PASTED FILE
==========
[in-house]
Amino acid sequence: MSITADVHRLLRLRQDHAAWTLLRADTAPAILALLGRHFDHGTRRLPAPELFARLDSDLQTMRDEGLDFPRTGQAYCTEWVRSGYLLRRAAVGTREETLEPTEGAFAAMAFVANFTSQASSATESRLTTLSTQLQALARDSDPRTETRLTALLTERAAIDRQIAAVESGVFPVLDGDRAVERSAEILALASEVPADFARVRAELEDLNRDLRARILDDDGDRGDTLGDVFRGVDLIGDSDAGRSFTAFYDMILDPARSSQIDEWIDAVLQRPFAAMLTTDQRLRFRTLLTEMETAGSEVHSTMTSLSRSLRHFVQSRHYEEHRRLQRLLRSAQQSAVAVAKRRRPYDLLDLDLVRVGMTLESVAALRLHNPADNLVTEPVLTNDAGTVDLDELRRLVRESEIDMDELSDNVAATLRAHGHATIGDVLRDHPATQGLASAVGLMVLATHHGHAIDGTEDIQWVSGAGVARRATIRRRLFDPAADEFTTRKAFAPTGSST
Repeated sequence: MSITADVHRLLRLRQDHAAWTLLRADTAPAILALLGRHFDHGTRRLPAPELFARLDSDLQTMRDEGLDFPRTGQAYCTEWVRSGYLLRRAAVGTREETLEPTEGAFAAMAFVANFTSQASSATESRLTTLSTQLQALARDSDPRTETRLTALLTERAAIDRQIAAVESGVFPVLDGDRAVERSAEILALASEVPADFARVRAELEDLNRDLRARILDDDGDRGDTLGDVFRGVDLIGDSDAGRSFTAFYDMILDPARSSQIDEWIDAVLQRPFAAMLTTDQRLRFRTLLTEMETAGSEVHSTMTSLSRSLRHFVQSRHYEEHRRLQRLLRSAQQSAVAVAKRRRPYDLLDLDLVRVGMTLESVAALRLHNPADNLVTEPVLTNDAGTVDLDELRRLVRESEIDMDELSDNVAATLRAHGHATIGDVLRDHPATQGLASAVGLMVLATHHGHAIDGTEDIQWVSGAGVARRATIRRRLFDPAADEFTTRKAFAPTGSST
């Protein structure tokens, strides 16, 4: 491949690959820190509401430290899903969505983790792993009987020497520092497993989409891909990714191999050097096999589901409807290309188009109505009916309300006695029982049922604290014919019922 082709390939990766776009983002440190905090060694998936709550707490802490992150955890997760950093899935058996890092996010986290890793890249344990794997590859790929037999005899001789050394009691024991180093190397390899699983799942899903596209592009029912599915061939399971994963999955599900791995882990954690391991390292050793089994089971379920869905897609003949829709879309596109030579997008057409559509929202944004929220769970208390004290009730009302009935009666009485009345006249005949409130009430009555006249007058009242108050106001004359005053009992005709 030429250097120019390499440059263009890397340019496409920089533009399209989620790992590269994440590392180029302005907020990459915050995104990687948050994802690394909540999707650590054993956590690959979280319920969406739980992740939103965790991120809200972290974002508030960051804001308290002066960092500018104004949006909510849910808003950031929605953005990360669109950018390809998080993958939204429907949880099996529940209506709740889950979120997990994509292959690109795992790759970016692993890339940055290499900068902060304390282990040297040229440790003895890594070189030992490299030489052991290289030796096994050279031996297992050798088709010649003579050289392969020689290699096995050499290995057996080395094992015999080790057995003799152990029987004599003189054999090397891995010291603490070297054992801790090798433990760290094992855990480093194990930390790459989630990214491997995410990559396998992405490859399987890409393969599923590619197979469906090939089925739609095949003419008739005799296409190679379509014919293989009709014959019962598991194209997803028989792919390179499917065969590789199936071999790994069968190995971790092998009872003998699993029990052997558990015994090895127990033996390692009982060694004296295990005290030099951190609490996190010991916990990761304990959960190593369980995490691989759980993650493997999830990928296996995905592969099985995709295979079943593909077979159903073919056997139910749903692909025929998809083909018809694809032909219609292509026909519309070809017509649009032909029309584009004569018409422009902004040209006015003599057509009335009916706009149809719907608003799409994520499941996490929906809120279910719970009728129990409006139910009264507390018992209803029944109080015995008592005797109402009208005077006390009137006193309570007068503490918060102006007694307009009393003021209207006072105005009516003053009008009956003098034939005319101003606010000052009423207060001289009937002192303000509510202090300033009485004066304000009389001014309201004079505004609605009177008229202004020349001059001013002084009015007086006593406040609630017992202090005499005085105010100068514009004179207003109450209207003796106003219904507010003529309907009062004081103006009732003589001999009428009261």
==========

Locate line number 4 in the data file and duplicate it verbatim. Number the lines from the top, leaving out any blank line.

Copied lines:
């Protein structure tokens, strides 16, 4: 491949690959820190509401430290899903969505983790792993009987020497520092497993989409891909990714191999050097096999589901409807290309188009109505009916309300006695029982049922604290014919019922 082709390939990766776009983002440190905090060694998936709550707490802490992150955890997760950093899935058996890092996010986290890793890249344990794997590859790929037999005899001789050394009691024991180093190397390899699983799942899903596209592009029912599915061939399971994963999955599900791995882990954690391991390292050793089994089971379920869905897609003949829709879309596109030579997008057409559509929202944004929220769970208390004290009730009302009935009666009485009345006249005949409130009430009555006249007058009242108050106001004359005053009992005709 030429250097120019390499440059263009890397340019496409920089533009399209989620790992590269994440590392180029302005907020990459915050995104990687948050994802690394909540999707650590054993956590690959979280319920969406739980992740939103965790991120809200972290974002508030960051804001308290002066960092500018104004949006909510849910808003950031929605953005990360669109950018390809998080993958939204429907949880099996529940209506709740889950979120997990994509292959690109795992790759970016692993890339940055290499900068902060304390282990040297040229440790003895890594070189030992490299030489052991290289030796096994050279031996297992050798088709010649003579050289392969020689290699096995050499290995057996080395094992015999080790057995003799152990029987004599003189054999090397891995010291603490070297054992801790090798433990760290094992855990480093194990930390790459989630990214491997995410990559396998992405490859399987890409393969599923590619197979469906090939089925739609095949003419008739005799296409190679379509014919293989009709014959019962598991194209997803028989792919390179499917065969590789199936071999790994069968190995971790092998009872003998699993029990052997558990015994090895127990033996390692009982060694004296295990005290030099951190609490996190010991916990990761304990959960190593369980995490691989759980993650493997999830990928296996995905592969099985995709295979079943593909077979159903073919056997139910749903692909025929998809083909018809694809032909219609292509026909519309070809017509649009032909029309584009004569018409422009902004040209006015003599057509009335009916706009149809719907608003799409994520499941996490929906809120279910719970009728129990409006139910009264507390018992209803029944109080015995008592005797109402009208005077006390009137006193309570007068503490918060102006007694307009009393003021209207006072105005009516003053009008009956003098034939005319101003606010000052009423207060001289009937002192303000509510202090300033009485004066304000009389001014309201004079505004609605009177008229202004020349001059001013002084009015007086006593406040609630017992202090005499005085105010100068514009004179207003109450209207003796106003219904507010003529309907009062004081103006009732003589001999009428009261």